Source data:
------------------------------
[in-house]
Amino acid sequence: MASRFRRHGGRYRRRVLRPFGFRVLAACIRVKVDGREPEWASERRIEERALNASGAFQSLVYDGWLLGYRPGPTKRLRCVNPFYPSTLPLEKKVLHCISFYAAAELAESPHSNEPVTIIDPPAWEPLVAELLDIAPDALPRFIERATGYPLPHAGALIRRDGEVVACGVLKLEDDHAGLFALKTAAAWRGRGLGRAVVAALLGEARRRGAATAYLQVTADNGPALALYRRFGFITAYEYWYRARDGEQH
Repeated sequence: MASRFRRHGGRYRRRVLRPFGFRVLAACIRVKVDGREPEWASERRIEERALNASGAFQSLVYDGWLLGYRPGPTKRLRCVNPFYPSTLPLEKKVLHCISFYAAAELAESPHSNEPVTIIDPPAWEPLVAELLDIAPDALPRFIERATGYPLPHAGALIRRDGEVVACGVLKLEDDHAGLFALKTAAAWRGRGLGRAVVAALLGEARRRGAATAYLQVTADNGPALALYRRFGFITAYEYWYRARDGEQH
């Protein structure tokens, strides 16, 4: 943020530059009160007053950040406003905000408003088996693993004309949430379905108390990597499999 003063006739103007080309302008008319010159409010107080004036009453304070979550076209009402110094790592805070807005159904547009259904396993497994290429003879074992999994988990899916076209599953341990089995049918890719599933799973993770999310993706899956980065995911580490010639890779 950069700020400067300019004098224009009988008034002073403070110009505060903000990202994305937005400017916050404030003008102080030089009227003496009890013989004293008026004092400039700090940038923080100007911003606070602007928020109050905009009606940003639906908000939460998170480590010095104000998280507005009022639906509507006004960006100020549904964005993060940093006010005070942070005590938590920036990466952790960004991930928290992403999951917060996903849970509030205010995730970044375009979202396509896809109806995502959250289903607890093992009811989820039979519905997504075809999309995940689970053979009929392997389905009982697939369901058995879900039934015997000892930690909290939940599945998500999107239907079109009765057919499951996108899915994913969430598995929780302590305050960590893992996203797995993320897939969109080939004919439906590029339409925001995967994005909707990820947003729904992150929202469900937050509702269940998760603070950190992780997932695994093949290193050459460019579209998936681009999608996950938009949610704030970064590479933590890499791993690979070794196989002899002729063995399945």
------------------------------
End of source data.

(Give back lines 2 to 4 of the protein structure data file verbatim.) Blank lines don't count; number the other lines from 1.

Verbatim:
Amino acid sequence: MASRFRRHGGRYRRRVLRPFGFRVLAACIRVKVDGREPEWASERRIEERALNASGAFQSLVYDGWLLGYRPGPTKRLRCVNPFYPSTLPLEKKVLHCISFYAAAELAESPHSNEPVTIIDPPAWEPLVAELLDIAPDALPRFIERATGYPLPHAGALIRRDGEVVACGVLKLEDDHAGLFALKTAAAWRGRGLGRAVVAALLGEARRRGAATAYLQVTADNGPALALYRRFGFITAYEYWYRARDGEQH
Repeated sequence: MASRFRRHGGRYRRRVLRPFGFRVLAACIRVKVDGREPEWASERRIEERALNASGAFQSLVYDGWLLGYRPGPTKRLRCVNPFYPSTLPLEKKVLHCISFYAAAELAESPHSNEPVTIIDPPAWEPLVAELLDIAPDALPRFIERATGYPLPHAGALIRRDGEVVACGVLKLEDDHAGLFALKTAAAWRGRGLGRAVVAALLGEARRRGAATAYLQVTADNGPALALYRRFGFITAYEYWYRARDGEQH
């Protein structure tokens, strides 16, 4: 943020530059009160007053950040406003905000408003088996693993004309949430379905108390990597499999 003063006739103007080309302008008319010159409010107080004036009453304070979550076209009402110094790592805070807005159904547009259904396993497994290429003879074992999994988990899916076209599953341990089995049918890719599933799973993770999310993706899956980065995911580490010639890779 950069700020400067300019004098224009009988008034002073403070110009505060903000990202994305937005400017916050404030003008102080030089009227003496009890013989004293008026004092400039700090940038923080100007911003606070602007928020109050905009009606940003639906908000939460998170480590010095104000998280507005009022639906509507006004960006100020549904964005993060940093006010005070942070005590938590920036990466952790960004991930928290992403999951917060996903849970509030205010995730970044375009979202396509896809109806995502959250289903607890093992009811989820039979519905997504075809999309995940689970053979009929392997389905009982697939369901058995879900039934015997000892930690909290939940599945998500999107239907079109009765057919499951996108899915994913969430598995929780302590305050960590893992996203797995993320897939969109080939004919439906590029339409925001995967994005909707990820947003729904992150929202469900937050509702269940998760603070950190992780997932695994093949290193050459460019579209998936681009999608996950938009949610704030970064590479933590890499791993690979070794196989002899002729063995399945």